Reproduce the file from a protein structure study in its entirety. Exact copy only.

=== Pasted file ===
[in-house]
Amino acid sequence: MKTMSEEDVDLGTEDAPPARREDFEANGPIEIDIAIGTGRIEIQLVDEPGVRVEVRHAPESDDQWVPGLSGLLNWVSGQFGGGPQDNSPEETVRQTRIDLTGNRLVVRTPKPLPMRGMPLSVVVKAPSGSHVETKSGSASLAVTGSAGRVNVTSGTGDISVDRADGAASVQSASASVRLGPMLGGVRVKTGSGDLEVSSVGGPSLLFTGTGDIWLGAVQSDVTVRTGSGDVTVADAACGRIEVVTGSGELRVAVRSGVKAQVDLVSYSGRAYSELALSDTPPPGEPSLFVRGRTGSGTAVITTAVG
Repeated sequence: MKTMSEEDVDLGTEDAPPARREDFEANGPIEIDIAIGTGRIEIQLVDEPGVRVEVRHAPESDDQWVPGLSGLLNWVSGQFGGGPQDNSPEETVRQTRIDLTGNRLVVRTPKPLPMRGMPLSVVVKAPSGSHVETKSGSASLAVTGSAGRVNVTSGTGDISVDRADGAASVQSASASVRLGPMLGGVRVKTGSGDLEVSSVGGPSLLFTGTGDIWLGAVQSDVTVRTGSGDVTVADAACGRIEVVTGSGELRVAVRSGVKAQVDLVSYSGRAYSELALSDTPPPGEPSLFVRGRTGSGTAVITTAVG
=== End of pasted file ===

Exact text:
[in-house]
Amino acid sequence: MKTMSEEDVDLGTEDAPPARREDFEANGPIEIDIAIGTGRIEIQLVDEPGVRVEVRHAPESDDQWVPGLSGLLNWVSGQFGGGPQDNSPEETVRQTRIDLTGNRLVVRTPKPLPMRGMPLSVVVKAPSGSHVETKSGSASLAVTGSAGRVNVTSGTGDISVDRADGAASVQSASASVRLGPMLGGVRVKTGSGDLEVSSVGGPSLLFTGTGDIWLGAVQSDVTVRTGSGDVTVADAACGRIEVVTGSGELRVAVRSGVKAQVDLVSYSGRAYSELALSDTPPPGEPSLFVRGRTGSGTAVITTAVG
Repeated sequence: MKTMSEEDVDLGTEDAPPARREDFEANGPIEIDIAIGTGRIEIQLVDEPGVRVEVRHAPESDDQWVPGLSGLLNWVSGQFGGGPQDNSPEETVRQTRIDLTGNRLVVRTPKPLPMRGMPLSVVVKAPSGSHVETKSGSASLAVTGSAGRVNVTSGTGDISVDRADGAASVQSASASVRLGPMLGGVRVKTGSGDLEVSSVGGPSLLFTGTGDIWLGAVQSDVTVRTGSGDVTVADAACGRIEVVTGSGELRVAVRSGVKAQVDLVSYSGRAYSELALSDTPPPGEPSLFVRGRTGSGTAVITTAVG